Newsletter

Stay up to date with the latest from MAKERS delivered straight to your inbox. Sign up for new stories from trailblazing women, a big dose of inspiration, and exclusive MAKERS content.

Newsletter Confirmation

Thank you for joining! Please check your inbox for our special welcome letter
with exclusive updates from MAKERS.

MAKERS Moment

Voice of the US

Voice of the US

More From Madeleine

In this video

How Albright learned to shelve any lingering insecurities and speak up as the US Ambassador to the UN.

Madeleine 's Biography

Biggest Influence Never Met: Harry Truman
Three Adjectives to Describe Herself: Grateful, optimistic, and hard working
First Paying Job: In her high school years she sold bras.
Most Meaningful Advice Received: "From my mother, ‘Be generous.’ I really do think it's a very important thing."

The Washington Post recently asked Madeleine Albright about her place in history. “I have to laugh,” said America’s first female Secretary of State. She remembered her young granddaughter wondering “‘so what’s the big deal about Grandma Maddie having been Secretary of State? Only girls are Secretaries of State.’”
Born in prewar Prague, Albright’s earliest years were defined by her family’s political flight—first from Hitler and, after 1948, from Czechoslovakia’s Communist government. Albright was a Wellesley alumna, a naturalized citizen, and had worked as a journalist by the time she became a mother for the first time in 1960. She spent the next 30 years simultaneously raising three daughters, obtaining graduate degrees and ascending to distinguished positions in the academic, political and foreign policy establishments. She served as Ambassador to the UN for President Clinton’s first term and was appointed Secretary of State at the start of his second term, thereby becoming the highest-ranking woman in the history of the U.S. government.  She played a powerful role in shaping the Clinton administration’s intervention in Bosnia-Herzegovina while grappling with the other dizzying world events and crises of her tenure.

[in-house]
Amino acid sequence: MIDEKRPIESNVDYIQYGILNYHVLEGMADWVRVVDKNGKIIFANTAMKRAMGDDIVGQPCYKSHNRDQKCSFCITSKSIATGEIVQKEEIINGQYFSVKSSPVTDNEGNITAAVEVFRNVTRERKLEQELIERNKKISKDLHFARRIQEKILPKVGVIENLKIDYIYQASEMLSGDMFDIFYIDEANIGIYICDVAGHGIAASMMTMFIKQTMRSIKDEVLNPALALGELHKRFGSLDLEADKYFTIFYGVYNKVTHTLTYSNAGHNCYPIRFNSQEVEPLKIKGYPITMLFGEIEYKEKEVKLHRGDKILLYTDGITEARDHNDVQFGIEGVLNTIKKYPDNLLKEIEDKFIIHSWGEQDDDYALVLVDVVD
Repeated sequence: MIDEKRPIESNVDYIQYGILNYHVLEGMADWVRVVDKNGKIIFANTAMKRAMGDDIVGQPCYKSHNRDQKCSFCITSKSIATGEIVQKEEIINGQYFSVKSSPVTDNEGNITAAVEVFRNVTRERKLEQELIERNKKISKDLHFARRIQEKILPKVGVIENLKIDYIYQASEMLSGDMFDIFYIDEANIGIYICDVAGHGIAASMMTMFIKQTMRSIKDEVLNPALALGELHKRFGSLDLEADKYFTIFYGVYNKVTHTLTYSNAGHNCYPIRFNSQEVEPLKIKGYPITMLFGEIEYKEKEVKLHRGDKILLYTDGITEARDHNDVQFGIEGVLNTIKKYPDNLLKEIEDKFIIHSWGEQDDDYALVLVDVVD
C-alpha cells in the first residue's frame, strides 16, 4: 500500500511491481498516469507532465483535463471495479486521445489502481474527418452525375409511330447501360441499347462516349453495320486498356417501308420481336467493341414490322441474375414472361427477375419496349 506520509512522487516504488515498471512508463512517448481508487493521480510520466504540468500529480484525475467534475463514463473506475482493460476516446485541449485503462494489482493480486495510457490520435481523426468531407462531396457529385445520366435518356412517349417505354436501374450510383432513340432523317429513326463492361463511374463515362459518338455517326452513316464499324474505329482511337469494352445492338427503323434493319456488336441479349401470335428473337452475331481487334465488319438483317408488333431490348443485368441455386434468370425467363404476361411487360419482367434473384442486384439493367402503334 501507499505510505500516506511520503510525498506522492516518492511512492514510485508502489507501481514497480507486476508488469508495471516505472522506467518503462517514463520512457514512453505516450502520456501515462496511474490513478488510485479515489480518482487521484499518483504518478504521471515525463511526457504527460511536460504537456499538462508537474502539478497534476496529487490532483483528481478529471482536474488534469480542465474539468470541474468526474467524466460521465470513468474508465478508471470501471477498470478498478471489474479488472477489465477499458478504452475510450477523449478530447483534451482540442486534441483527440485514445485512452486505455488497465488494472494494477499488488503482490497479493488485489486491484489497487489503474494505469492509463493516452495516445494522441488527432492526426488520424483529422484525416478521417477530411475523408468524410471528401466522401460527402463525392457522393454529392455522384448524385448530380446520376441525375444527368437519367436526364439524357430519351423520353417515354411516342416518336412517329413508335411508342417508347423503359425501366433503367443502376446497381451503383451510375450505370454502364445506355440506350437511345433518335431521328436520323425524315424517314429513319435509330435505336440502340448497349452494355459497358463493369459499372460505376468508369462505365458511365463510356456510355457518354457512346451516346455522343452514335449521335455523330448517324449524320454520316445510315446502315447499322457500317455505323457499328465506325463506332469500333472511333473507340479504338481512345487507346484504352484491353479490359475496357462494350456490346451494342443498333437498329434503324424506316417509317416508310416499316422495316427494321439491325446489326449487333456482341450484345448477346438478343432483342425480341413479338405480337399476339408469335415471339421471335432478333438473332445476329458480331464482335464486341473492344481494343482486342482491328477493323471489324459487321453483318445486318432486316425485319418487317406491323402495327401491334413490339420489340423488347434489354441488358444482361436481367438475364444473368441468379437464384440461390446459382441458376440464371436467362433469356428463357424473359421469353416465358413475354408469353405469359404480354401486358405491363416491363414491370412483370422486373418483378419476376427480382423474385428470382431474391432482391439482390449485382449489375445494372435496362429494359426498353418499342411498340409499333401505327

Since leaving government, she’s continued to advise presidents and her (yes, mostly female) successors, has sat on an array of corporate and philanthropic boards, and has launched her own commercial ventures. Meanwhile, she remains a proud immigrant, intellectual, and woman. Her famous brooches, which had been “part of my personal diplomatic arsenal” (as Secretary, she wore a snake during a during a meeting with Saddam Hussein), became the basis of 2009’s Read My Pins: Stories From A Diplomat’s Jewel Box.

 

Related Videos

Letty Cottin Pogrebin
Letty Cottin Pogrebin
Author & Co-Founder of Ms. Magazine

Women's activist Letty Cottin Pogrebin is a founding editor of Ms. magazine, co-founder of the National Women's Political Caucus, and the author of 10 books. A graduate...

Donna Karan
Donna Karan
Fashion Designer & Philanthropist

Donna Karan never expected to be a working mother, but at 25 years old with a newborn baby girl, Karan was asked to take the helm of women's sportswear and apparel label, Anne ...

Li Yinhe
Li Yinhe
China's First Female Sexologist

Li Yinhe is a sociologist, sexologist and LGBT rights activist from Beijing, China. Dubbed “China’s first sexologist,” Li is a pioneer for women and gender studie...

Tiffany Shlain
Tiffany Shlain
Filmmaker

Tiffany Shlain is a filmmaker, artist, founder of the Webby Awards, and co-founder of The International Academy of Digital Arts & Sciences. Her last four films premiered at Sun...